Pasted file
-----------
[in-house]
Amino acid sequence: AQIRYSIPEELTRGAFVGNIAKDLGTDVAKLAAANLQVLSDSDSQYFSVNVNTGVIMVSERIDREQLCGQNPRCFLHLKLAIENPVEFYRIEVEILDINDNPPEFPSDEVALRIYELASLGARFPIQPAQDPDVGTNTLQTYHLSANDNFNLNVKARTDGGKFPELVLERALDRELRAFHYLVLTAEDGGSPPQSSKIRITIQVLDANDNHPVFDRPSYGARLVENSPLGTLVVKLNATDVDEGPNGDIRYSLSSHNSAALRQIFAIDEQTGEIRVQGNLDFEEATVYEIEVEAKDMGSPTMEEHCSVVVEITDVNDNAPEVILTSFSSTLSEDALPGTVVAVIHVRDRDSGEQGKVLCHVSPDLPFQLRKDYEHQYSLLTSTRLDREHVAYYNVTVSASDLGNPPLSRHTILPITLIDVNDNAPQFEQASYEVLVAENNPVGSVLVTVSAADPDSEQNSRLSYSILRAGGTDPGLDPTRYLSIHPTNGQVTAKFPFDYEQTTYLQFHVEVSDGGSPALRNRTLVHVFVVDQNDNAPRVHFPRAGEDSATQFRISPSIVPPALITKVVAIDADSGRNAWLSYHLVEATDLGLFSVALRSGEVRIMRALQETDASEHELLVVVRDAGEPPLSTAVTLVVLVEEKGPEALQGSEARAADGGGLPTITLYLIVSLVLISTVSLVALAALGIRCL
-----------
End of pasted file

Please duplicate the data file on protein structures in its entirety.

[in-house]
Amino acid sequence: AQIRYSIPEELTRGAFVGNIAKDLGTDVAKLAAANLQVLSDSDSQYFSVNVNTGVIMVSERIDREQLCGQNPRCFLHLKLAIENPVEFYRIEVEILDINDNPPEFPSDEVALRIYELASLGARFPIQPAQDPDVGTNTLQTYHLSANDNFNLNVKARTDGGKFPELVLERALDRELRAFHYLVLTAEDGGSPPQSSKIRITIQVLDANDNHPVFDRPSYGARLVENSPLGTLVVKLNATDVDEGPNGDIRYSLSSHNSAALRQIFAIDEQTGEIRVQGNLDFEEATVYEIEVEAKDMGSPTMEEHCSVVVEITDVNDNAPEVILTSFSSTLSEDALPGTVVAVIHVRDRDSGEQGKVLCHVSPDLPFQLRKDYEHQYSLLTSTRLDREHVAYYNVTVSASDLGNPPLSRHTILPITLIDVNDNAPQFEQASYEVLVAENNPVGSVLVTVSAADPDSEQNSRLSYSILRAGGTDPGLDPTRYLSIHPTNGQVTAKFPFDYEQTTYLQFHVEVSDGGSPALRNRTLVHVFVVDQNDNAPRVHFPRAGEDSATQFRISPSIVPPALITKVVAIDADSGRNAWLSYHLVEATDLGLFSVALRSGEVRIMRALQETDASEHELLVVVRDAGEPPLSTAVTLVVLVEEKGPEALQGSEARAADGGGLPTITLYLIVSLVLISTVSLVALAALGIRCL